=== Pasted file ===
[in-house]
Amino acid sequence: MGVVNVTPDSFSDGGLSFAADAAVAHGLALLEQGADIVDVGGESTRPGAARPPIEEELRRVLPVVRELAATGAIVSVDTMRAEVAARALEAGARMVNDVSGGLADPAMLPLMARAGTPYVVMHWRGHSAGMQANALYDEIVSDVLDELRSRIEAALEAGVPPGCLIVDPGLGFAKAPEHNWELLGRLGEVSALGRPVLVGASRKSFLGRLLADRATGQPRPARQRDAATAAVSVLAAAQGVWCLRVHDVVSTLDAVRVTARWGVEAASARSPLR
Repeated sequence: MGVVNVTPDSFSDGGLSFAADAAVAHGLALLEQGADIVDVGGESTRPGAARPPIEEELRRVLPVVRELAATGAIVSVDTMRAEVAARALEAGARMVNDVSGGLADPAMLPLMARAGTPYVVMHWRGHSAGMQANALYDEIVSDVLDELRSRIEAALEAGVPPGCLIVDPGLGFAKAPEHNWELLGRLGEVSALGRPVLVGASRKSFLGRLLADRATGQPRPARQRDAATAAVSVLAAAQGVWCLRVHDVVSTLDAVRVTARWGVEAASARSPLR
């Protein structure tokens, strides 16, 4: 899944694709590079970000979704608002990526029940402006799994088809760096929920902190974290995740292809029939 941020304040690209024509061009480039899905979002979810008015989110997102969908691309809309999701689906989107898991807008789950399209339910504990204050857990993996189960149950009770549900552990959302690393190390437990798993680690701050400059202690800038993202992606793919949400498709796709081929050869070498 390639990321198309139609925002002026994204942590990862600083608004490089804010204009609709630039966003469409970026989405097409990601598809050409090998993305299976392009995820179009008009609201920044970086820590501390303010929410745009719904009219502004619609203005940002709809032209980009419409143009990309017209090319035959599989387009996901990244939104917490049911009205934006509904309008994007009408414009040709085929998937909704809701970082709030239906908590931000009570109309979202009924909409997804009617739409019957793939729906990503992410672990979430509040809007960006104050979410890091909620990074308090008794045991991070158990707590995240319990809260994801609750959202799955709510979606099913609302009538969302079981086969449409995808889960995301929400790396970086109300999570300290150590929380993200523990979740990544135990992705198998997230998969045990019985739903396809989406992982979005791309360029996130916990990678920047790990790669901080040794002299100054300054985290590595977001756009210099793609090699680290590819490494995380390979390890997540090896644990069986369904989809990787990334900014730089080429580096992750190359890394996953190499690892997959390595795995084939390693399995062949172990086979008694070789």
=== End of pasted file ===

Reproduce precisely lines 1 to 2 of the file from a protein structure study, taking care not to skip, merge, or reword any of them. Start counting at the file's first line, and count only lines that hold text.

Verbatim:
[in-house]
Amino acid sequence: MGVVNVTPDSFSDGGLSFAADAAVAHGLALLEQGADIVDVGGESTRPGAARPPIEEELRRVLPVVRELAATGAIVSVDTMRAEVAARALEAGARMVNDVSGGLADPAMLPLMARAGTPYVVMHWRGHSAGMQANALYDEIVSDVLDELRSRIEAALEAGVPPGCLIVDPGLGFAKAPEHNWELLGRLGEVSALGRPVLVGASRKSFLGRLLADRATGQPRPARQRDAATAAVSVLAAAQGVWCLRVHDVVSTLDAVRVTARWGVEAASARSPLR